Journals assessed against the JPPS criteria are given one of six levels: inactive title; new title; no stars; one star; two stars; and three stars. The JPPS badges for each journal are displayed on the JPPS website (, where the definitive list of assessed journals can be found, and also on the Journals Online websites. As such, they also form part of the Think. Check. Submit. checklist. The JPPS badges provide assurance to authors and readers that the journals meet an internationally recognised set of criteria at a particular level.

In addition to a JPPS level, the editors of each assessed journal receive detailed reports of their assessments, customised for each journal to provide guidance about strengths and areas for improvement. Journal editors can use – and are already using – the detailed feedback from the JPPS assessment to help them identify ways to improve their publishing practices and standards with a view to achieving a higher level at the next assessment.

The Handbook for Journal Editors2, and a recently piloted online course have been developed as resources to help journal editors in their journal development. Editors can apply for JPPS reassessment after six months to a year if they have evidence of improvements in publishing processes.


The idea for Journal Publishing Practices and Standards (JPPS) was conceived in 2014 and AJOL began discussing with African journal editors about appropriate criteria for their contexts. At the same time, AJOL started discussing the idea with long-term partner INASP, which was running five Journals Online platforms in Asia and Central America.

The JPPS framework criteria, processes and implementation plan were then jointly developed by INASP and AJOL. INASP trialled and implemented the assessments with the journals on several of the largest JOLs during 2016/17. The framework was formally launched in September 2017 and results of the assessments began to be displayed on the JPPS website and the relevant JOLs platforms in early 2018.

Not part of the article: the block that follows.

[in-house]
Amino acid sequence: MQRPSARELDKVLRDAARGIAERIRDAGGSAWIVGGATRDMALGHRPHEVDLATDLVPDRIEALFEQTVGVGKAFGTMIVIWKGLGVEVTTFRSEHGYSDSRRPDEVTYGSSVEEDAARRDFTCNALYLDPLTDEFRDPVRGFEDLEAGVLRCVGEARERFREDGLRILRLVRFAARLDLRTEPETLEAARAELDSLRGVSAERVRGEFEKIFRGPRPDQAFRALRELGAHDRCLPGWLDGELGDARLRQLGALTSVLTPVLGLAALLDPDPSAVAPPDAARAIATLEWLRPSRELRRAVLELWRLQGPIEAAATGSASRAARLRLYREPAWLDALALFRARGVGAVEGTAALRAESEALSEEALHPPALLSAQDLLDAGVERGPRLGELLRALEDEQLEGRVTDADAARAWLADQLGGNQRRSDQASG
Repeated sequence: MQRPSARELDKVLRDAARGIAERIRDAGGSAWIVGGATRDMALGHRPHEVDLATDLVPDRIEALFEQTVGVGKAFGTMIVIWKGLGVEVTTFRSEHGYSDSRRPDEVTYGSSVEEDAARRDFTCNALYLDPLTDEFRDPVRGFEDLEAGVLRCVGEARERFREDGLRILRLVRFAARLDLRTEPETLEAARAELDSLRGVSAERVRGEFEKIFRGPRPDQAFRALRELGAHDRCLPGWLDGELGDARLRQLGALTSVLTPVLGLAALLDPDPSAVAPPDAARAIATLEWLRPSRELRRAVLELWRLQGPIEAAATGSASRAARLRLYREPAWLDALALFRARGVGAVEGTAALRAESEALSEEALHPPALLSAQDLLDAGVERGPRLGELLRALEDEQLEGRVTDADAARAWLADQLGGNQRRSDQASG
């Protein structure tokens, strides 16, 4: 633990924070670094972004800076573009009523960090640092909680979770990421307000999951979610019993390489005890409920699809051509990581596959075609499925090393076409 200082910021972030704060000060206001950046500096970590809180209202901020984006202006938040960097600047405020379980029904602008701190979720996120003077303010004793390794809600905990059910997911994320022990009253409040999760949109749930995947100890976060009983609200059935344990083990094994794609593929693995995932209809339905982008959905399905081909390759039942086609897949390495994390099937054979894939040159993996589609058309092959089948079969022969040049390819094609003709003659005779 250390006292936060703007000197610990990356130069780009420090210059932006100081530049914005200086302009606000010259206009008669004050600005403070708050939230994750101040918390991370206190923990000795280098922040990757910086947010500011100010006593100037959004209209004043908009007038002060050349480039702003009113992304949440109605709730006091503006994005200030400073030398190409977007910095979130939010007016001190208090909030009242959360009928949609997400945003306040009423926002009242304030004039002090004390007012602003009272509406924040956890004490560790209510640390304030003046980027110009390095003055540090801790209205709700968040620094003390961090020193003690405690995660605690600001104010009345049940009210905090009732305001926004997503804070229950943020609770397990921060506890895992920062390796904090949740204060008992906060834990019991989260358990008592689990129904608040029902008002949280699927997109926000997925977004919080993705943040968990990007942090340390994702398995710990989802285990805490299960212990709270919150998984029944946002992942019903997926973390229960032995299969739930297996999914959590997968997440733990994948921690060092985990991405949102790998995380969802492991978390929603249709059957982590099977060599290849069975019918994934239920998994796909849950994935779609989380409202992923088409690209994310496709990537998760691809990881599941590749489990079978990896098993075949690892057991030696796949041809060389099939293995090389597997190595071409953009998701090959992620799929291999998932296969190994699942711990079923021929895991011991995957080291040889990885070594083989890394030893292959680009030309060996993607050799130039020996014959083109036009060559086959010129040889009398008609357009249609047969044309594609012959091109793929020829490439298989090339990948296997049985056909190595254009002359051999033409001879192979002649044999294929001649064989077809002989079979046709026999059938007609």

Developing such a system is not quick or simple – and conducting a detailed assessment process with an emphasis on support to journal editors is a lengthy process too. The inclusion criteria and standards set out by the Directory of Open Access Journals (DOAJ) from March 2014, SciELO South Africa, Clarivate (formerly Thomson Reuters), Scopus, the World Association of Medical Editors (WAME), the Forum of African Medical Editors (FAME) Editorial Guidelines, and the Committee on Publishing Ethics (COPE) Principles of Transparency and Best Practice in Scholarly Publishing were used as part of the development of the framework. 

Key to the process was also the need for continued alignment with initiatives in the countries involved and ensure that the JPPS initiative remains Southern-led and relevant to Southern needs. To ensure relevance to journals publishing from developing countries, INASP and AJOL compiled the framework on the basis of decades of experience of contexts, norms and practices in developing country journal publishing, and also on feedback from journal editors in Africa.